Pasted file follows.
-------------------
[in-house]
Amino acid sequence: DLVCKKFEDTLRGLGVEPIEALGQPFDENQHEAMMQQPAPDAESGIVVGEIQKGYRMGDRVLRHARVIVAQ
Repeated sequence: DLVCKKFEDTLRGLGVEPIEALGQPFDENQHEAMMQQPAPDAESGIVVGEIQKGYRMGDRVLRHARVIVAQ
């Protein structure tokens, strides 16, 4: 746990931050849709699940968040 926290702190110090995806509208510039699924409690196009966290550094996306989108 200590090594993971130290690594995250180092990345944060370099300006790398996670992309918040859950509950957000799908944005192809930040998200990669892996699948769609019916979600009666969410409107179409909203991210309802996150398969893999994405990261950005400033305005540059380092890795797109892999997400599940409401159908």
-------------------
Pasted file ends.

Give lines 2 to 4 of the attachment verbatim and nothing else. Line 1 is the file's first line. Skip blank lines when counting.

Amino acid sequence: DLVCKKFEDTLRGLGVEPIEALGQPFDENQHEAMMQQPAPDAESGIVVGEIQKGYRMGDRVLRHARVIVAQ
Repeated sequence: DLVCKKFEDTLRGLGVEPIEALGQPFDENQHEAMMQQPAPDAESGIVVGEIQKGYRMGDRVLRHARVIVAQ
């Protein structure tokens, strides 16, 4: 746990931050849709699940968040 926290702190110090995806509208510039699924409690196009966290550094996306989108 200590090594993971130290690594995250180092990345944060370099300006790398996670992309918040859950509950957000799908944005192809930040998200990669892996699948769609019916979600009666969410409107179409909203991210309802996150398969893999994405990261950005400033305005540059380092890795797109892999997400599940409401159908």